Despite President Rodrigo Roa Duterte's decision to lift the moratorium on new mining operations, the Department of Environment and Natural Resources (DENR) has vowed to scrutinize pending applications for mineral agreements to ensure that they will not pose adverse effects to the environment.
“There is no automatic approval even if these mining applicants submit all the requirements,” Environment Secretary Roy A. Cimatu stressed in light of President Duterte's issuance of Executive Order (EO) 130 that lifted the ban on new mining agreements in the country.
EO 130, signed by President Duterte last April 14, amended Section 4 (Grant of Mineral Agreements Pending New Legislation) of EO 79 issued by former President Benigno Aquino III in 2012.
Cimatu said pending applications will only be approved by the Mines and Geosciences Bureau (MGB) after a thorough review and validation of the Final Exploration Report and Mining Feasibility Studies, among others.
The Final Exploration Report, which will be validated by the MGB Central Office, should show that the delineated mineral resources and reserves are plentiful to last at least a 10-year mine life or commercial extraction life for metallic minerals and seven years for non-metallic.
Meanwhile, the Mining Feasibility Study should show that the cost to develop the mine can pay for all the costs related to the mining operation including operating cost, administration overhead, and milling cost if there is a processing plant, environmental cost, social development cost, and safety and health cost.
Aside from these, the company should also have the financial capability to pay national and local taxes, royalties, local government fees, other national government fees, and interest and charges on loans.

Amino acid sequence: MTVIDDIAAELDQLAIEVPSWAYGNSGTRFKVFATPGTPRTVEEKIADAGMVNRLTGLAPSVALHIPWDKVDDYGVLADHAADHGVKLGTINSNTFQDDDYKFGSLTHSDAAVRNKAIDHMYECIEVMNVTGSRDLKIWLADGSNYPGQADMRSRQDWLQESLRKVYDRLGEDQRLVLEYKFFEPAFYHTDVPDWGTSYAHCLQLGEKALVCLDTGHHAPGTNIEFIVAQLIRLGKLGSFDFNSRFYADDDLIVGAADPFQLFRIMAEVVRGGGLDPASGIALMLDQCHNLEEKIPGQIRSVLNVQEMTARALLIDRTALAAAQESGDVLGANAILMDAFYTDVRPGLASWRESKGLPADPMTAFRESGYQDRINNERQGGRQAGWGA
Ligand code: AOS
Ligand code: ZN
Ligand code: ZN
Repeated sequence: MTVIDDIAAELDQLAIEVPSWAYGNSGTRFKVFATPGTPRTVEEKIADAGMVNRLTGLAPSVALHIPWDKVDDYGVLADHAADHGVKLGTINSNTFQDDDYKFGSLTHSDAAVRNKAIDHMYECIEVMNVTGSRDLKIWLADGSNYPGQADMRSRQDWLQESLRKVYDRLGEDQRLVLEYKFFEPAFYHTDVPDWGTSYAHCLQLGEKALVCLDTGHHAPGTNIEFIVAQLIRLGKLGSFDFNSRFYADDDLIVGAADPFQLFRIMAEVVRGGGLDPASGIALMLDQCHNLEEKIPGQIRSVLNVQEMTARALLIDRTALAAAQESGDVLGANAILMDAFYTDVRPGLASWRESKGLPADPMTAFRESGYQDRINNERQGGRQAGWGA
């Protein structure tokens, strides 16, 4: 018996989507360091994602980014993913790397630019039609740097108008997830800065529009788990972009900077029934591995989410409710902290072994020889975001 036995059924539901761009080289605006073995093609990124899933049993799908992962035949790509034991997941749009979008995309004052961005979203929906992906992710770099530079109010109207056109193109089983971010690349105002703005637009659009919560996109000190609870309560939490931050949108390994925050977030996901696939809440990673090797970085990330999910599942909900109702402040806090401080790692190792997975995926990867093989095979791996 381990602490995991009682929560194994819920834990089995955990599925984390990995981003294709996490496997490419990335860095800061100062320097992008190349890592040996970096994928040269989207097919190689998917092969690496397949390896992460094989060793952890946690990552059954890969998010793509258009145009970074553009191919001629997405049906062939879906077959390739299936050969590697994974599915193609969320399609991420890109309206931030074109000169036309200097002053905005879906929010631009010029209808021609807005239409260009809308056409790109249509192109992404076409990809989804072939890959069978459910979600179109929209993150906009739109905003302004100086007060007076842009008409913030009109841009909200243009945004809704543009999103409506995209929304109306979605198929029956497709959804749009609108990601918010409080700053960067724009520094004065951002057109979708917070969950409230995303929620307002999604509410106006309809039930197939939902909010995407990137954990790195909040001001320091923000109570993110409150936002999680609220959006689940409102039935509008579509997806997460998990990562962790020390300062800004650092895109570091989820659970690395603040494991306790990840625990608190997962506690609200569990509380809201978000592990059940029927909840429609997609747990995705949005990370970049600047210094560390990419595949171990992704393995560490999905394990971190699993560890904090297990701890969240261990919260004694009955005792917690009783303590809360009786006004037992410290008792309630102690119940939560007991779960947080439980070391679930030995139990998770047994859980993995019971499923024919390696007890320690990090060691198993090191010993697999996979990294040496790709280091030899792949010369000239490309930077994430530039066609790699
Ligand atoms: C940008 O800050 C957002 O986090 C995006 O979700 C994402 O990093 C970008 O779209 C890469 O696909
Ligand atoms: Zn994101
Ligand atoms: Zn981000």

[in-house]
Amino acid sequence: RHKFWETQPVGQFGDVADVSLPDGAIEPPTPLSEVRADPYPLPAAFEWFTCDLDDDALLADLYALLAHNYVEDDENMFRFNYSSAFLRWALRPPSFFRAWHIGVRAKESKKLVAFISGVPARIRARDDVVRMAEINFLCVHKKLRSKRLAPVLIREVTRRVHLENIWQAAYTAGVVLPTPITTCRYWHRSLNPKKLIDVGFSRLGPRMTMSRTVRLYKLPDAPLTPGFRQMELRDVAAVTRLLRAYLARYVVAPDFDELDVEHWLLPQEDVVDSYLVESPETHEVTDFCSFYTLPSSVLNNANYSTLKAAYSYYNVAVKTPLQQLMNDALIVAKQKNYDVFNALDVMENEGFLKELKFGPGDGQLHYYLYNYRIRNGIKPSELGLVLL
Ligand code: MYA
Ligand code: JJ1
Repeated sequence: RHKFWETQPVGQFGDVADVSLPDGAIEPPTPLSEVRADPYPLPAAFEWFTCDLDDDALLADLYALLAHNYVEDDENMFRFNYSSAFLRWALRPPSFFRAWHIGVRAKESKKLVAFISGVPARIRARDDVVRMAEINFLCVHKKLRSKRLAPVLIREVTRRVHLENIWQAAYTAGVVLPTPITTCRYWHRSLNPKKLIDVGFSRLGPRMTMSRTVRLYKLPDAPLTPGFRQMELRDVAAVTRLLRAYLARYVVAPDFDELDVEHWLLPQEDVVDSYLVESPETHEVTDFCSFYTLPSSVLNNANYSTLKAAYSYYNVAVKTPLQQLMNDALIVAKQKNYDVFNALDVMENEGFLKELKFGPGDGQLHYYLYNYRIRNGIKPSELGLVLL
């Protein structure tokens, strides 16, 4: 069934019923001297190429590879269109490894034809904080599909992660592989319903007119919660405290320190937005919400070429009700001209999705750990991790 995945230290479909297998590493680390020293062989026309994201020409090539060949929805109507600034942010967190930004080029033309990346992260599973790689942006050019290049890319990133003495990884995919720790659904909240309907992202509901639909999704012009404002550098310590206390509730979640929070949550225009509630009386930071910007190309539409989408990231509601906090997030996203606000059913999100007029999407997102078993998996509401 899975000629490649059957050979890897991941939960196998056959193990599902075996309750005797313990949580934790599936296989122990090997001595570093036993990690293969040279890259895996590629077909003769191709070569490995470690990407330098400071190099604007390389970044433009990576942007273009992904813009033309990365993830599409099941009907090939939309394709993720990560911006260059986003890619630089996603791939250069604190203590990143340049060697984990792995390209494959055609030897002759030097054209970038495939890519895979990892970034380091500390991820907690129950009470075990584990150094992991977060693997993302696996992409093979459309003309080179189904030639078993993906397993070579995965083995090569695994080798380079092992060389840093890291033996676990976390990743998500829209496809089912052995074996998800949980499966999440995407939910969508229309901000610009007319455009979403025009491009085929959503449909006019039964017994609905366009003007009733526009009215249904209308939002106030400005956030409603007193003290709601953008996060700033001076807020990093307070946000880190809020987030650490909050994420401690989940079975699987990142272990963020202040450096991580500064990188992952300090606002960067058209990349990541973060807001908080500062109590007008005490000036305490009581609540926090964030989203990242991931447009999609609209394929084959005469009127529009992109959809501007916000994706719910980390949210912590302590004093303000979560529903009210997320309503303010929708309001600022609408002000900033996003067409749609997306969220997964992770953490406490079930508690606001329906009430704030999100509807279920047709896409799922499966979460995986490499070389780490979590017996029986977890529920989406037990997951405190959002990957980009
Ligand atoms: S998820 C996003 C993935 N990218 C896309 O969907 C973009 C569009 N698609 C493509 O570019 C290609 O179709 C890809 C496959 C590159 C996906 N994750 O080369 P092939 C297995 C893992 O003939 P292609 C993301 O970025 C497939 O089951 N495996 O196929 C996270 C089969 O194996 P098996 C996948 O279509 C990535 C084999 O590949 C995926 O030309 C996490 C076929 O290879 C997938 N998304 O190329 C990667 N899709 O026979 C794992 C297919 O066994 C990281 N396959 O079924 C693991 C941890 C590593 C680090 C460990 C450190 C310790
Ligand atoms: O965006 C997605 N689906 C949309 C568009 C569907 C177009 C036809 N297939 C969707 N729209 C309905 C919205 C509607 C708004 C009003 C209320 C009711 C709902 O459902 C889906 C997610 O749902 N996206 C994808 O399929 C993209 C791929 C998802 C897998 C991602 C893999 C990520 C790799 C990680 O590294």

Cimatu stressed that if the feasibility studies show less than ideal returns from the operation, then the application will not be approved.
"It is also possible that new requirements will come up based on the newly issued Order. The MGB-DENR-Department of Finance Working Group is set to convene to draft the Implementing Rules and Regulations of EO 130," he said.
Moreover, applicants should prove that the benefits of the mining operation, which is a national interest, will far outweigh the risks from adverse environmental effects.
Cimatu said the DENR has already put in place additional environmental measures to ensure a balance in the care for the environment and the economic and social concerns of the mining industry.
In 2018, Cimatu issued Administrative Order 2018-19 to provide new environmental policies that will ensure sustainable environmental conditions at every stage of the mining operation and minimize the disturbed area of a mining project at any given time.
Other environmental measures required from mining companies include the prohibition of developing or opening new areas until the mined-out areas have been progressively rehabilitated; rehabilitation of areas should have the desired slope of not more than 50 percent slope (or 45 degrees) and proper drainages; and establishment of buffer zones or no mining zones to provide a buffer between the mining operations and rivers, and other important structures.
Mining companies are also required to establish a progressive rehabilitation fund with a minimum amount of P5 million, as well as pay the mine waste and tailings fee based on the amount of tonnage of mine wastes and tailings that the company generates every semester.
These fees will be for the payment of damages caused by a leak of tailings pond or mine waste to the adjoining lands.
The mining companies also have to deposit the initial fund, an average of 8 percent, of the cost of the Final Mine Rehabilitation and Decommissioning Plan even before the mines can start commercial operation.
The MGB has issued 309 mineral production sharing agreements (MPSAs) all over the country.
Of the total, 51 MPSAs are in Surigao del Norte, Surigao del Sur, Agusan del Norte, Agusan del Sur, and Dinagat Islands in Caraga.
Forty (40) MPSAs are in Zambales (Central Luzon), 36 in Calabarzon, 32 in Central Visayas, 26 in Bicol region, and 19 in Samar and Leyte (Western Visayas).
Eighteen (18) MPSAs issued in Davao Region were mostly inside and surrounding the Diwalwal Mineral Reservation.
The rest of the MPSAs are spread in other regions. ###